With the nets positioned in a crescent shape with the open end facing the water in the form of a funnel, use canoes or remote-control boats to guide geese toward the shore where the fences and corral are located.
Careful planning is required for successful roundups. Conduct roundups in the morning before temperatures reach 90°F to protect geese from heat stress. The minimum number of technicians necessary for any roundup is 2. One technician should be on shore and the other in the water. Roundups with 30 to 40 geese could require 4 to 5 personnel. Technicians should be quiet and patient. Geese will move away quickly from people and boats. Take care to keep the geese together and directed toward the proper shore.
After geese are on shore, herd them along the fences and corral by walking slowly, hands outstretched. When the geese have been herded into the corral, close the netted panels. The geese can then be hand captured by wildlife personnel. Canada geese tend to congregate on the side of the corral farthest from people. In large groups, the juveniles may be trampled, so they should be removed first. Young “fluffy” geese should be kept separate from the larger geese to prevent their being injured. Move captured geese into the holding cages quickly. A special trailer with sufficient ventilation and racks for holding cages is ideal.
In large areas, it may be necessary to remove geese for several years to reduce densities. After geese are removed, the capture site will have substantially fewer geese for the rest of the summer or longer. Over time, geese from surrounding areas may move in if preventive measures are not in place. Geese that are removed from problem areas can be processed and donated to charities for use as food. If properly handled by a licensed poultry processor, meat from geese is a healthy and well-received source of food for many people.
Relocation of geese is not effective except in rescue situations.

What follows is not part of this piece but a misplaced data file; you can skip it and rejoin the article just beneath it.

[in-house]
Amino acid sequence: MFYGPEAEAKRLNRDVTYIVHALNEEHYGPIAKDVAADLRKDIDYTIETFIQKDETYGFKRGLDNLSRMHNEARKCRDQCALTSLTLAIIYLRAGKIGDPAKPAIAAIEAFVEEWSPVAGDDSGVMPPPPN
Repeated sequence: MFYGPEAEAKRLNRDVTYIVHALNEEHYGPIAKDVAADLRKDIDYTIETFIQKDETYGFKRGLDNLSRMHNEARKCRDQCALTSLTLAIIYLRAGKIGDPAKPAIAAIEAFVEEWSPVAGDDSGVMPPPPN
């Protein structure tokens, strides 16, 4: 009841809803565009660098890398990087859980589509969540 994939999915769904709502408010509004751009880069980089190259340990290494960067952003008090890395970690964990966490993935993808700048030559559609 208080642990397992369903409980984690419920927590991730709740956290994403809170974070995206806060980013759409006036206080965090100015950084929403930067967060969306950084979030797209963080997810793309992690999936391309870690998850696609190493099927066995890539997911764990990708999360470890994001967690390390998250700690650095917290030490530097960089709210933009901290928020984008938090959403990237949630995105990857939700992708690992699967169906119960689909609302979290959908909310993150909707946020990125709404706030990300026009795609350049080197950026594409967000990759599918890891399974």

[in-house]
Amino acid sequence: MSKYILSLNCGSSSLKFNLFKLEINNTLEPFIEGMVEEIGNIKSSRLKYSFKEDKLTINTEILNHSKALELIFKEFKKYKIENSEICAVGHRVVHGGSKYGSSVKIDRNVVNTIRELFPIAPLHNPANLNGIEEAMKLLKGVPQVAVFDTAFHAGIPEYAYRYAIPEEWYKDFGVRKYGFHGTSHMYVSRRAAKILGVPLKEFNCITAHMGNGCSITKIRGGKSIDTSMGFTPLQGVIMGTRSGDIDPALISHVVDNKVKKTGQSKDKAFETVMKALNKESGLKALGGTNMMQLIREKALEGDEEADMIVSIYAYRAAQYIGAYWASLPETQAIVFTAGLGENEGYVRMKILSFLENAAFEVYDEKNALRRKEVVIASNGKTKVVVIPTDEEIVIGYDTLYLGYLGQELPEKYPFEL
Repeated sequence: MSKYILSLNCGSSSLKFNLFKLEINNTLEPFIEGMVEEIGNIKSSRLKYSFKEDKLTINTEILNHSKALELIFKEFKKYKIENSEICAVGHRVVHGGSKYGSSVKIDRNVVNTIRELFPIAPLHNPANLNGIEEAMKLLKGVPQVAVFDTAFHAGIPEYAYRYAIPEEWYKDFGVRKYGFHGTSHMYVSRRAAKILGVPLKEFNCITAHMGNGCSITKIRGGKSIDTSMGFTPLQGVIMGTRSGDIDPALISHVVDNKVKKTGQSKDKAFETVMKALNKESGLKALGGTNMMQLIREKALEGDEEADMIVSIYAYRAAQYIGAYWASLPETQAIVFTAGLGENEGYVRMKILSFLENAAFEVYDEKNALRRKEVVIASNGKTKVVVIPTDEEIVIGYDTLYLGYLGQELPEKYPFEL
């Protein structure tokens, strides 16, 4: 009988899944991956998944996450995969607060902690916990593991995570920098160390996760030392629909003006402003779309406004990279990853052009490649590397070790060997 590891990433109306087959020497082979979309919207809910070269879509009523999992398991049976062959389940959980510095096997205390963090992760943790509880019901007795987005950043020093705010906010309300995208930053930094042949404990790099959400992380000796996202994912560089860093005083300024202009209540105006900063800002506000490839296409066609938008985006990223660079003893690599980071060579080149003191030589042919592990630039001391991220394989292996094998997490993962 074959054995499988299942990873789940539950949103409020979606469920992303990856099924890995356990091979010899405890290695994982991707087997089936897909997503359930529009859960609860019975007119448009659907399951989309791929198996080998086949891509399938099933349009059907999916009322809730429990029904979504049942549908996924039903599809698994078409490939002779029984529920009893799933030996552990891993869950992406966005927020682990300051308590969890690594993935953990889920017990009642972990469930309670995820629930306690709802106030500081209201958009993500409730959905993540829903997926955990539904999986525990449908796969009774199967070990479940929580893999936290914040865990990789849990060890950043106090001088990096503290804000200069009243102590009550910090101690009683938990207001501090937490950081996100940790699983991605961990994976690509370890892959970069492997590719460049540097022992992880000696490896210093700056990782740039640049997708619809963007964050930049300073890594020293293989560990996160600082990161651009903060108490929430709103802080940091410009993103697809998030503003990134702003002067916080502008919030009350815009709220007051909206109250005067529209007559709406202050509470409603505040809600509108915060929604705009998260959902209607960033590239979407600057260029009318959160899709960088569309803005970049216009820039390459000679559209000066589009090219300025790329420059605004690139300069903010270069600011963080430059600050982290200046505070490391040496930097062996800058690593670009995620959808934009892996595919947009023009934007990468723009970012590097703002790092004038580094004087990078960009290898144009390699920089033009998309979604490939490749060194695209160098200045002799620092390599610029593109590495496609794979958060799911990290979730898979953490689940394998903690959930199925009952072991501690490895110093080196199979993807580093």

Geese that are translocated short distances (less than 50 miles) may return when they are able to fly. Adult geese are most likely to return, whereas goslings moved without their parents often join a local flock and remain in the area of release. Some geese that are translocated return to the location of capture by the following summer. Many wildlife professionals are concerned that translocating wildlife increases the risk of spreading diseases to wildlife in other areas.
Federal permits are required to kill Canada geese. Geese are easily euthanized with carbon dioxide. Geese also may be euthanized by cervical dislocation, which requires training, strength, and skill.
Check state regulations regarding disposal of carcasses.
Other Control Methods
Canada geese usually return in spring to the area where they hatched, or where they previously nested, which often leads to an increase in the number of geese in areas that once had just a few birds. Local growth of populations may be controlled by preventing geese from successfully nesting. Although it is difficult to eliminate habitat, harassment in early spring may prevent geese from nesting on a particular site. The geese may still nest nearby where they are not subject to harassment.
If prevention of nesting fails, eggs can be treated to prevent hatching. Destruction of eggs can be done by puncturing, shaking, freezing, or applying corn oil to all of the eggs in a nest. The female goose will continue incubating the eggs until the nesting season is over. If the nest is destroyed, or all the eggs are removed, the female likely will lay new eggs.
Destruction of eggs reduces the number of geese that will be present on a site later in the year. Geese without young will more easily be repelled from a site after the nesting season. If conducted on a large scale (throughout a town), treatment of eggs can help slow the growth of a local population of geese and lead to stable or declining numbers. Treatment of eggs may be necessary for 5 to 10 years before effects on populations are evident.
Federal and state regulations may apply to any disturbance or treatment of Canada goose nests or eggs. Federal rules only require that persons register on-line before initiation of the destruction of eggs.